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Corey: An Operating System for Many Cores
Boyd-Wickizer et al.



Novel Idea: Applications control all operating system level sharing,
such as address space info. Traditionally, OS structures are shared by
default. They propose not sharing by default to enhance scalability.

Main Result: Their share-reductions resulted in improved performance,
esp beyond 8 cores, on their microbenchmarks and target apps.

Impact: We'll see! I like their ideas of share only when needed. It
fits with the general systems theme of "pay only for what you need".

Evidence: Microbenchmarks as well as a MapReduce app and the standard
webserver. I'd be curious about the error bars on Figure 10. The
difference is not very dramatic. Also, they used perf counters to
verify that which Tornado's crew assumed, which I liked. I also liked
their measurements of the different times to hit each level of cache.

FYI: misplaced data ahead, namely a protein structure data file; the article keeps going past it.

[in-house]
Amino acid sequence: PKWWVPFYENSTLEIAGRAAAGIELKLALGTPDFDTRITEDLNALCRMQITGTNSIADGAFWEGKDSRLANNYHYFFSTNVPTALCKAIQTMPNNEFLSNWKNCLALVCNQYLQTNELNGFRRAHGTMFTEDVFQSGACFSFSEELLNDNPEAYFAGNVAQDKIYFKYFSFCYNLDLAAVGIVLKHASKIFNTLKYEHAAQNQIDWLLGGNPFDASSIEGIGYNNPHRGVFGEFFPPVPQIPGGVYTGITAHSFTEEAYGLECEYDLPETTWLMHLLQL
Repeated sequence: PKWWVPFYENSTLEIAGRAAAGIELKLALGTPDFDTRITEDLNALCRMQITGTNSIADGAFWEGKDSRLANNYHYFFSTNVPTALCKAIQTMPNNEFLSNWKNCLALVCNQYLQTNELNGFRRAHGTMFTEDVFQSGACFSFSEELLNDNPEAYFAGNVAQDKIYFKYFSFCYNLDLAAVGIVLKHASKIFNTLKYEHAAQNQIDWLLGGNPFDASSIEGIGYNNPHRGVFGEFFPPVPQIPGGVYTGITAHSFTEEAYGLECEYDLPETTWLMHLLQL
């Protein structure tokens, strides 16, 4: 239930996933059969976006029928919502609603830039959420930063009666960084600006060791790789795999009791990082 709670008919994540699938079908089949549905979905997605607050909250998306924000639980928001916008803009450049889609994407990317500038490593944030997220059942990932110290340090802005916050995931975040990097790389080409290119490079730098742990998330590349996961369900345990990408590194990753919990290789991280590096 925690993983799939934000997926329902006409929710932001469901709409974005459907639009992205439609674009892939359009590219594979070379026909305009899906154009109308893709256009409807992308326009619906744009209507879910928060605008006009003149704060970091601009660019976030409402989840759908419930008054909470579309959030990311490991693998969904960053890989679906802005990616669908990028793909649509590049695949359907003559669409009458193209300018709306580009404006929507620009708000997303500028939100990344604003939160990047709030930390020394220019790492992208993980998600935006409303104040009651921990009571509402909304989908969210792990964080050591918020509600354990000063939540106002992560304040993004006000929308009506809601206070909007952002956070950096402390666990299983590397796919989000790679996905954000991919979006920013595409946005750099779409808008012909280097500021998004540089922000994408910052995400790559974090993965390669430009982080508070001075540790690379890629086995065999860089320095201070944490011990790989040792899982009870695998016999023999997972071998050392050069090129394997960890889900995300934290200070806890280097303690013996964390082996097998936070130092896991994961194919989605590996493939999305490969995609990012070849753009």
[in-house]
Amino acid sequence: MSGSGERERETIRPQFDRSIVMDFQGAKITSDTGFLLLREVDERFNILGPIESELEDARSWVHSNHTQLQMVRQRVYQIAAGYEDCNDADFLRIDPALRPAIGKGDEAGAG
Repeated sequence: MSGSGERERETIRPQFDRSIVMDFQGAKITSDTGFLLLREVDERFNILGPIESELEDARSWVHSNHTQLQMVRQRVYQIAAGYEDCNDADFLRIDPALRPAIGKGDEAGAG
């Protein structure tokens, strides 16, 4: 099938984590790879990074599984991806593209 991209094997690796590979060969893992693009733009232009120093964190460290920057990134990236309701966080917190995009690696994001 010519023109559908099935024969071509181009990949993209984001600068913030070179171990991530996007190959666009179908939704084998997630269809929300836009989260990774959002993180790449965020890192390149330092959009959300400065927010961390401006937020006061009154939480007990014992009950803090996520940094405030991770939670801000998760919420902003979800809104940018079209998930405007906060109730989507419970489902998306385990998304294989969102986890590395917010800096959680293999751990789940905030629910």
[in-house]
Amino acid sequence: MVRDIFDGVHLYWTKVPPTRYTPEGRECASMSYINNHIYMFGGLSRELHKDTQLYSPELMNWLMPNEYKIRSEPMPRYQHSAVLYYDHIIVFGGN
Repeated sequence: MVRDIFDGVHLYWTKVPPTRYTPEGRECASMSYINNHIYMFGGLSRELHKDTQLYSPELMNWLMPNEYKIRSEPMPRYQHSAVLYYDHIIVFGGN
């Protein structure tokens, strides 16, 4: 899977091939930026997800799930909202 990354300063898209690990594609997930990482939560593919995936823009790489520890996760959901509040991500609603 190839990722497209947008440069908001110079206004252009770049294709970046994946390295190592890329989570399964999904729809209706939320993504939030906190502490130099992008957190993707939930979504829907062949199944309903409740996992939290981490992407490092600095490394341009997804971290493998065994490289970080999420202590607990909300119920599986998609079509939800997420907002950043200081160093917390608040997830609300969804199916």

Prior Work: Exokernel. Of note is that they used an exokernel like
approach for research, and then contributed back to a monolithic kernel
(Linux). This is in line with the "Exokernels leading OS research
astray" viewpoint. Also the standard list of multicore OSs: K42,
Tornado, Disco.

Competitive Work: Barrelfish (Mothy's manycore OS), the Parlab's OS,
and probably a few others.

Reproducibility: Should be able to easily reproduce his Linux tests and
microbenchmarks. Corey-specific experiments would be more difficult.

Question: What are MCS locks? I can dig up the old paper referenced
[21]. Are there other older synch methods that aren't popular now but
might scale well?

Criticism: The issue with sharing file descriptors is really a POSIX
issue, not so much an OS issue. It's important to sort that out, but
there's nothing about Corey or a monolithic OS that defines that
interface. And likewise, it's rather easy (comparatively) to get that
change into Linux, since all it is is another interface. It is
arguable if it is worth cluttering the kernel API for this too, since
it's not clear if there are realistic workloads that stress file
descriptor operations like their microbenchmark.

Ideas for further work: Their Kcores are a lot like OS service cores
that we've been talking about in the parlab. The difference is that we
envision a module/partition per subsystem that services every app, vs
just one app having a specialized KCore for itself. The ideas are
rather similar, so it's nice to see the general idea works.

rather similar, so it's nice to see the general idea works.